But those 2022 price increases are likely only a soupçon of the price surges to come. While overall inflation in the U.S. economy was 8% last year, the cost of utility products—a host of items ranging from pole-mounted transformers and copper wire to anchor bolts and wood poles—soared by 18%. And that inflation came on top of the 2021 increase of 14%. Thus, utility product costs have risen by 34%, or more than twice the inflation rate across the U.S. over the past two years.*
These enormous costs increases are being driven by federal appropriations including those made under the Inflation Reduction Act, which contains a myriad of subsidies for alternative energy that could cost as much as $1.2 trillion, along with the Infrastructure Investment and Jobs Act, which allocates another $95 billion for EVs and grid-related spending. These laws, and state-level mandates that require the use of alternative energy, along with forced electrification measures, are fueling an unprecedented surge in demand for commodities and utility products.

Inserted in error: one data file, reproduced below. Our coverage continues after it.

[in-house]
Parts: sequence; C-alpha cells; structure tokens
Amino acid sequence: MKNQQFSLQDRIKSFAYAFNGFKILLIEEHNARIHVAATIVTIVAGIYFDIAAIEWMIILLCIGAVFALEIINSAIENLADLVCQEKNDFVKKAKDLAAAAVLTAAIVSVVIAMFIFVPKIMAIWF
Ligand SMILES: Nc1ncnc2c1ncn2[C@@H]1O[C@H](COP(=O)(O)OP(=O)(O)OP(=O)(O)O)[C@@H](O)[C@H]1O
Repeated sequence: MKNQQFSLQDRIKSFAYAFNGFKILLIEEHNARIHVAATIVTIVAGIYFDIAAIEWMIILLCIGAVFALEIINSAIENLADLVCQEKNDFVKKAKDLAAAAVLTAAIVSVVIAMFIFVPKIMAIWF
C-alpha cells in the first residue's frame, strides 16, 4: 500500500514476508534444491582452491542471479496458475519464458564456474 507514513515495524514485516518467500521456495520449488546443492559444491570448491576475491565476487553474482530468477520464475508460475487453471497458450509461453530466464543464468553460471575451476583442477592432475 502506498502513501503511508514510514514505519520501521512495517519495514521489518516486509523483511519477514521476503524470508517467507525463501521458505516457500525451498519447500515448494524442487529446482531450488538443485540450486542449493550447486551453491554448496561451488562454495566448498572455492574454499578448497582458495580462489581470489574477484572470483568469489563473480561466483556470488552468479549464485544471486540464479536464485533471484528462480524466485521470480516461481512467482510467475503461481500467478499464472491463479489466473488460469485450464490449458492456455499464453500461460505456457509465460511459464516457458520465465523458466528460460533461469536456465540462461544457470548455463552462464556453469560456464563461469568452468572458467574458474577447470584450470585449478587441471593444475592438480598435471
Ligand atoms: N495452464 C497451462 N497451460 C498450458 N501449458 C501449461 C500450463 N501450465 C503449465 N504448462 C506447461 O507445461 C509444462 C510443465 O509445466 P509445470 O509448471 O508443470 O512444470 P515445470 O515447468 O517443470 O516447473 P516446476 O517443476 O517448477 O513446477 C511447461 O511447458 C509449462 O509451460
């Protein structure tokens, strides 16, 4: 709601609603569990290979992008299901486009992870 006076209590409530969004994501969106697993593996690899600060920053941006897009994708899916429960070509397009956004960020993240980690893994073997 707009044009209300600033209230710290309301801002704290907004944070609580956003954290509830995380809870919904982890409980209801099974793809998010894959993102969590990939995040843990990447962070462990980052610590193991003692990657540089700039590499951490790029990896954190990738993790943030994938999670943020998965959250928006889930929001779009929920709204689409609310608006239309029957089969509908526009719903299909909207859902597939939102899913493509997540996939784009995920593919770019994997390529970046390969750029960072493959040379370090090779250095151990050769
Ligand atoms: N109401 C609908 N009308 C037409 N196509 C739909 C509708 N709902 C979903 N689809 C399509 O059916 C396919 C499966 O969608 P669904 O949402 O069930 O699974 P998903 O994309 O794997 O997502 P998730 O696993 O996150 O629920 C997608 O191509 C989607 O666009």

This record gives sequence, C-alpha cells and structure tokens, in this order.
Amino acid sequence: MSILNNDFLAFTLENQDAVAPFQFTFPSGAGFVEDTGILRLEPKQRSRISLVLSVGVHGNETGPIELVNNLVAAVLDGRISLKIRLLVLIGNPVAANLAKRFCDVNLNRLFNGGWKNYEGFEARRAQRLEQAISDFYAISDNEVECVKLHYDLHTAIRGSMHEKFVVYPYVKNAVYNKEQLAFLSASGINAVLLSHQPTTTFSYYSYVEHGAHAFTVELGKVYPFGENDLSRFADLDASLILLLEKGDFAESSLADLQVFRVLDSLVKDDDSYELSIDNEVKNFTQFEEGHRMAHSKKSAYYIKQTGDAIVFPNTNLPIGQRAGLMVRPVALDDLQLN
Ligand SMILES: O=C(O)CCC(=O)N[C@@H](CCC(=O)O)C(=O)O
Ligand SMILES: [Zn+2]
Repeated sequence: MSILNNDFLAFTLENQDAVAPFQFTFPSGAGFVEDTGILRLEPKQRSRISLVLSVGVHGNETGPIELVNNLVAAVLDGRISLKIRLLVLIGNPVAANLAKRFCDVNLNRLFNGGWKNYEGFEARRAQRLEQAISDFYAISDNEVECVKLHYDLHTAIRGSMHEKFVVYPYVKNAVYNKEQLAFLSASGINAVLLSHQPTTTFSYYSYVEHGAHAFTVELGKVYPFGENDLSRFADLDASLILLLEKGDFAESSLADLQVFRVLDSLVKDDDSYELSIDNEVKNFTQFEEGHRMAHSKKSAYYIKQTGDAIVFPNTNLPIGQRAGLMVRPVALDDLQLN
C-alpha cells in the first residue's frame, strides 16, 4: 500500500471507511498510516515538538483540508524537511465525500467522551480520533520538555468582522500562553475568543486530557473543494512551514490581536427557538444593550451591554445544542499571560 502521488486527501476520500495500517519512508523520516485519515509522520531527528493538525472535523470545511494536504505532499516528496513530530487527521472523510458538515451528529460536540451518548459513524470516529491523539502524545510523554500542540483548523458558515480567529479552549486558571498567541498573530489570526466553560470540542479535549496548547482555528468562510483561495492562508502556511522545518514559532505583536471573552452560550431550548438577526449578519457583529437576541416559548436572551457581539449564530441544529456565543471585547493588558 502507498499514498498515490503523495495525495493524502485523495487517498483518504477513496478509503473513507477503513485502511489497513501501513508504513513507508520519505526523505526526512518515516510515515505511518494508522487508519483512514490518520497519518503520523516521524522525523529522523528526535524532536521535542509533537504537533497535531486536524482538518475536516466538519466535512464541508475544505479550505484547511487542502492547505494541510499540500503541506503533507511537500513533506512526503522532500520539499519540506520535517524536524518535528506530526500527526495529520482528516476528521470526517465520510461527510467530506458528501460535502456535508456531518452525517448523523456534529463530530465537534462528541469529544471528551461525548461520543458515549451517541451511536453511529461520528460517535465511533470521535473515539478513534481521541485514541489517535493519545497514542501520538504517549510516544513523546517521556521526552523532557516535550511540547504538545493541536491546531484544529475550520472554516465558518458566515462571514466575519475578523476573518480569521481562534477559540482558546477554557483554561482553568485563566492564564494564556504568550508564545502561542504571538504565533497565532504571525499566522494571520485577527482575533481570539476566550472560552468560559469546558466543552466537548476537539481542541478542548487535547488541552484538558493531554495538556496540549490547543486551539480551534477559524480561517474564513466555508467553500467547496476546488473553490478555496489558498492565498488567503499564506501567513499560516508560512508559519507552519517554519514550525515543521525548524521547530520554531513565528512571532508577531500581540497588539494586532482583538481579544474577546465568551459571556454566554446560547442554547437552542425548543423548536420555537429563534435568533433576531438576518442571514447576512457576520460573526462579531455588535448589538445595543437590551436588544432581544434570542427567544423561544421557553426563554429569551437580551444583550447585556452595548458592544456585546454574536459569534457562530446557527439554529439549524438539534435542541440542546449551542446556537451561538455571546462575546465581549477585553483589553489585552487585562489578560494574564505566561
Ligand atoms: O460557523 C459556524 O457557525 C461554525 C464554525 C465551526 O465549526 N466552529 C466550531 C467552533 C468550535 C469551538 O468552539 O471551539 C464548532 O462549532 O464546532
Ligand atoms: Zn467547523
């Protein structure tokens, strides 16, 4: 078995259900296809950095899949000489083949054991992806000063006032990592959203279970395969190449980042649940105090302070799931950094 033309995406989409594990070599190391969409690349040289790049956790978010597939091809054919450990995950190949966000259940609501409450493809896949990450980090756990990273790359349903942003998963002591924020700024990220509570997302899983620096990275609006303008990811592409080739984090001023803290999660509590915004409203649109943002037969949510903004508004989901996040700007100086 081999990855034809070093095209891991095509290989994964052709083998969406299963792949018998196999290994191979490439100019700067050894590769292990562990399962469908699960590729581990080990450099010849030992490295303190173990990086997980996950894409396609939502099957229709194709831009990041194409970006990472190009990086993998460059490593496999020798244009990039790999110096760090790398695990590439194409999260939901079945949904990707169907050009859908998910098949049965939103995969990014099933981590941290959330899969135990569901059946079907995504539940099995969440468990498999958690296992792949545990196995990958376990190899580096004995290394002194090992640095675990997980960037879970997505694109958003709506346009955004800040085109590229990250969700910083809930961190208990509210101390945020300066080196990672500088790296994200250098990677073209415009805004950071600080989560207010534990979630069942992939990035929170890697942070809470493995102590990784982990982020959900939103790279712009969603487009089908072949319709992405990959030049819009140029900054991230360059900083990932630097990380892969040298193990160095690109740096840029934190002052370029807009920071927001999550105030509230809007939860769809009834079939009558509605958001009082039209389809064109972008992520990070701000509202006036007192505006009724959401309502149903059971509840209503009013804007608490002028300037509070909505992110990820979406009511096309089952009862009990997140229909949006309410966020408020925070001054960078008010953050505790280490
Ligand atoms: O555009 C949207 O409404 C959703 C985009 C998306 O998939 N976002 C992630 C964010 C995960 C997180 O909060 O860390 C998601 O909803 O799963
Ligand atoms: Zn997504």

This tidal wave of cash is straining supply chains and leading to huge price increases in everything from single-phase transformers to insulators. Worse yet, industry experts say there is no relief in sight. Several factors are causing these price increases including acute labor shortages, higher freight rates, shortages of specialty steel, and regulatory uncertainty over efficiency standards for transformers that were proposed in January by the Department of Energy.